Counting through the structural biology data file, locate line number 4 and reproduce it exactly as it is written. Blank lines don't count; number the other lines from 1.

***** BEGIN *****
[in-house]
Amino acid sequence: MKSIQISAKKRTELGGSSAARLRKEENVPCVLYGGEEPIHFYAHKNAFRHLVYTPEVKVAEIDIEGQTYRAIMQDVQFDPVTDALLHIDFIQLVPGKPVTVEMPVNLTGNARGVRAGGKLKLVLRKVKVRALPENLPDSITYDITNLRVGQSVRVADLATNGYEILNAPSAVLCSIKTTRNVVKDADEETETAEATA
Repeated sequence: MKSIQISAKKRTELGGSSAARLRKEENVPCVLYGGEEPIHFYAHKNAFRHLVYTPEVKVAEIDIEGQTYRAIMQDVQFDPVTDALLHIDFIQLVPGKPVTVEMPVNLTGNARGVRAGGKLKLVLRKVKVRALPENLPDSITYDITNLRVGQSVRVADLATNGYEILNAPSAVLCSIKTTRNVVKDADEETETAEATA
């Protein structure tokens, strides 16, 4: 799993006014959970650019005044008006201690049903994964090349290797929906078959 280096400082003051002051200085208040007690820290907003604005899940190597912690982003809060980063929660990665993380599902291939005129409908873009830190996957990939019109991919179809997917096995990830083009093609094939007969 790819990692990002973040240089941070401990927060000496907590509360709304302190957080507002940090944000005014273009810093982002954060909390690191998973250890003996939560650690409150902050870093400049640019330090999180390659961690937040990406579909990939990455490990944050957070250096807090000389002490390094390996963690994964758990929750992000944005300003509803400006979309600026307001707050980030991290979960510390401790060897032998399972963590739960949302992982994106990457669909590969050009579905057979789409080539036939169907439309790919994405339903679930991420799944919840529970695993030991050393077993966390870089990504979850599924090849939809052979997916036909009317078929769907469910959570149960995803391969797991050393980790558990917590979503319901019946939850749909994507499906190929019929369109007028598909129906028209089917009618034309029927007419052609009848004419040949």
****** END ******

């Protein structure tokens, strides 16, 4: 799993006014959970650019005044008006201690049903994964090349290797929906078959 280096400082003051002051200085208040007690820290907003604005899940190597912690982003809060980063929660990665993380599902291939005129409908873009830190996957990939019109991919179809997917096995990830083009093609094939007969 790819990692990002973040240089941070401990927060000496907590509360709304302190957080507002940090944000005014273009810093982002954060909390690191998973250890003996939560650690409150902050870093400049640019330090999180390659961690937040990406579909990939990455490990944050957070250096807090000389002490390094390996963690994964758990929750992000944005300003509803400006979309600026307001707050980030991290979960510390401790060897032998399972963590739960949302992982994106990457669909590969050009579905057979789409080539036939169907439309790919994405339903679930991420799944919840529970695993030991050393077993966390870089990504979850599924090849939809052979997916036909009317078929769907469910959570149960995803391969797991050393980790558990917590979503319901019946939850749909994507499906190929019929369109007028598909129906028209089917009618034309029927007419052609009848004419040949």